Arguments against the existence of God

Each of the following arguments aims at showing either that a particular subset of gods does not exist through contradictions in arguments or that there is insufficient reason to believe in them. Some arguments are discussed below that present the opposite and contradictory views relating existence of God.

Empirical arguments

Empirical arguments depend on empirical data in order to prove their conclusions.

The major arguments can be derived from the traditional and religious scriptures like the Jewish Tanakh, the Christian Bible, the Muslim Qur’an, Hindu Vedas. The understanding of scripture provide basis to the knowledge of God’s existence.

The theist arguments relating existence of God and its fundamentals are called theodicies.

The argument from nonbelievers contests the existence of an omnipotent God who wants humans to believe in him by arguing that such a god would do a better job of gathering believers.

(Lawrence Croker, 2011)

Deductive arguments

Deductive arguments attempt to prove their conclusions by deductive reasoning from true premises.

The Ultimate Boeing 747 gambit is a counter-argument to the argument from design. The argument rests on the view that there is a designer that creates complex structures and design. So the God, we are talking about, should be as complicated as all things He has created in the universe. This situation also requires a designer. And its designer would also require a designer, ad infinitum. Therefore the views create infinite contradiction that there is a need of another designer to create a complex being.

The omnipotence paradox recommends that the perception of an omnipotent being is rationally conflicting, for instance, for this purpose, questions like is “GOD have all the authority? ” or can a mountain be created by God, so big that it cannot be moved by Himself.

The Omniscience paradox demonstrates a different angle of the omnipotence paradox. Omnipotent and omniscience disagree with with concept of existence of God.

The problem of hell is the idea that everlasting damnation for actions committed in a finite existence contradicts God’s omnibenevolence or omnipresence.

A contradictory argument against the Cosmological argument i.e. chicken or egg is based on supposition that things cannot subsist without creators therefore should also apply to God creation and existence. This also lays foundation that existence of universe as a second cause.

Theological noncognitivism also contradict the god-concept by showing that scientific test cannot verify it.

This argument says that if God is morally perfect, omniscient and omnipotent, than instead of imperfect human beings, He would have created other morally perfect beings.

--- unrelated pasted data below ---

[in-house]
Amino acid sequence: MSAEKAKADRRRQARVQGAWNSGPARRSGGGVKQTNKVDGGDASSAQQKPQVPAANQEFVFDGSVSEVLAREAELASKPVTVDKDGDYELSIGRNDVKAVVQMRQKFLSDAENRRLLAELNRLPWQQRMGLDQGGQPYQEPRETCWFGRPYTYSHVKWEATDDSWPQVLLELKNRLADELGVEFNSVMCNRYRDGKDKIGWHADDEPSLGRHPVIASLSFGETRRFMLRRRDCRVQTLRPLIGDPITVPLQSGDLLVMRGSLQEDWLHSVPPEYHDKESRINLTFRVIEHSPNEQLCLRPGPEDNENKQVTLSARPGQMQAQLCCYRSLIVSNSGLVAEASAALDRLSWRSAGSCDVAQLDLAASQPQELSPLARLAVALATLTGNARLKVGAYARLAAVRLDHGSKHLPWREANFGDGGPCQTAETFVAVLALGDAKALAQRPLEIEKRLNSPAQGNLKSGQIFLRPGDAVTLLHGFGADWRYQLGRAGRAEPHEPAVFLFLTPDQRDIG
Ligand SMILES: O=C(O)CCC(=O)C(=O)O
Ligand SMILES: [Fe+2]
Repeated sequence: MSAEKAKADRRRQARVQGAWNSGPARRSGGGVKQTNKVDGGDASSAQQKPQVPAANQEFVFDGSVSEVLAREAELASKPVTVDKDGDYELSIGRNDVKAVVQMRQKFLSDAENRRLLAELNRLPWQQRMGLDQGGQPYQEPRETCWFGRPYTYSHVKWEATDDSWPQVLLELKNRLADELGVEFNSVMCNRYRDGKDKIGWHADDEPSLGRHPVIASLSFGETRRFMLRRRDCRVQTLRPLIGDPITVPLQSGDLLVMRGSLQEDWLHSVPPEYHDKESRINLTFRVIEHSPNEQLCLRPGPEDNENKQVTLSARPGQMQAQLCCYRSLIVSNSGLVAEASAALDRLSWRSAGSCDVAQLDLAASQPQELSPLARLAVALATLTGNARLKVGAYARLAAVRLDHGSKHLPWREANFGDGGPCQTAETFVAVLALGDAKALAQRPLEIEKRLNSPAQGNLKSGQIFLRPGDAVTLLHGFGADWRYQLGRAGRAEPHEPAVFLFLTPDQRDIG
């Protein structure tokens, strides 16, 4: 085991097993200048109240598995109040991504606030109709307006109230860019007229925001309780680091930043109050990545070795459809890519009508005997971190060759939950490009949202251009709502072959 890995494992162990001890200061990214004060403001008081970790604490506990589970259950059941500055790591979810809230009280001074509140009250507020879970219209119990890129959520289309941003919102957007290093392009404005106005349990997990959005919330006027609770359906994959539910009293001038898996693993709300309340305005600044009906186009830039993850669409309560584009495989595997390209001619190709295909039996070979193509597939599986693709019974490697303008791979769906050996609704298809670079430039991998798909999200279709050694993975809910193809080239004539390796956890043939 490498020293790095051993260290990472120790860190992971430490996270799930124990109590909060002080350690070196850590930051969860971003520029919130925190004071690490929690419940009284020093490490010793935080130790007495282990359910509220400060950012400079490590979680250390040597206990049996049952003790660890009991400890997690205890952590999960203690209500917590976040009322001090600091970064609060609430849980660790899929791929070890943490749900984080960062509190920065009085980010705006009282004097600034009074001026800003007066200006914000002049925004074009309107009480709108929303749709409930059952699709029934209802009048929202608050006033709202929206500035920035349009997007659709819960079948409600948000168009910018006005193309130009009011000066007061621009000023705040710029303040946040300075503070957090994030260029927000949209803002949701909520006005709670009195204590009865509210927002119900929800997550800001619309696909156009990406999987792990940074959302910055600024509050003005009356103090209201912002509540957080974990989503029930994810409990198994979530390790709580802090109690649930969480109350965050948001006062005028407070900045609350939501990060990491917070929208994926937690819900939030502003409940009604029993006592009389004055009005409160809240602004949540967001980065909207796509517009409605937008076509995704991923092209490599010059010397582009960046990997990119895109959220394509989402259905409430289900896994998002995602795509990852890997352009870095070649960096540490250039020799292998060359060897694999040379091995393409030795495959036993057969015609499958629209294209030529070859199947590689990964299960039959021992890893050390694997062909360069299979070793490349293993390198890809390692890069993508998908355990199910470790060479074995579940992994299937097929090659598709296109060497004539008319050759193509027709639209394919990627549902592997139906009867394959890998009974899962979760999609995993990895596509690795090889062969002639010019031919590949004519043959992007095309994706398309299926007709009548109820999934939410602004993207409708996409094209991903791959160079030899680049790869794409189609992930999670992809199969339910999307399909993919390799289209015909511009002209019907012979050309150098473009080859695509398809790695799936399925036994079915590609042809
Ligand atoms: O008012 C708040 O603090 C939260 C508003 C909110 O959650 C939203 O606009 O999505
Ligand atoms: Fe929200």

(John Shook, 2011)

Inductive arguments

Inductive arguments predict existence of God based on inductive reasoning.

The atheist-existentialist argument that it is impossible to present existence of a perfect sentient being. It also argued that if existence comes before spirit, it follows from the connotation of the expression sentient that a sentient being cannot be inclusive or perfect.

“No reason” argument attempts to reveal that an omniscient or omnipotent probably have no reason to do it in this way, especially the creation of universe, as it may likely to have no wants, needs, or desires etc. as these concepts are strictly relevant to human beings. so omnipotent god cannot exist until the universe exists.

Since the universe exists, there is a contradiction, and therefore, an The other argument known as “historical induction” concludes that since most theistic religions all the way through narration and their gods ultimately come to be considered as fictitious or mistaken, all theistic religions, including contemporary ones, are therefore most likely untrue and incorrect by induction.

(John Shook, 2011)

Subjective arguments

Similar to the subjective arguments for the existence of God are contradictory with the supernatural that chiefly based on the testimony or experience of witnesses, or the suggestions of a revealed religion in common.

The spectator argument provides trustworthiness to personal witnesses, contemporary and from the past, who disbelieve or strongly doubt the existence of God.

The disappointment argument claims that if, when asked for, there is no visible help from God, there is any reason to believe that there is a God.

(John Shook, 2011)


Conclusions on the existence of God can be categorized along abundant axes, producing a variety of vies about the existence and non existence of God. Theism and atheism are positions of belief (or lack of it), while Gnosticism and agnosticism are positions of knowledge (or the lack of it) is concerns belief regarding God’s conceptual coherence. Apatheism concerns belief on the subject of the practical importance of whether God exists or not.

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The above discussion presents both views of the different philosophers and testimonies relating God existence. The views presented above are justified and contradicted based on different arguments and discussions based on several philosophical authors and religions therefore clearing the views of both sides that either God exist or not exist. The topic is still controversial and several philosophers are still arguing and practice their specific opinions relating this fact.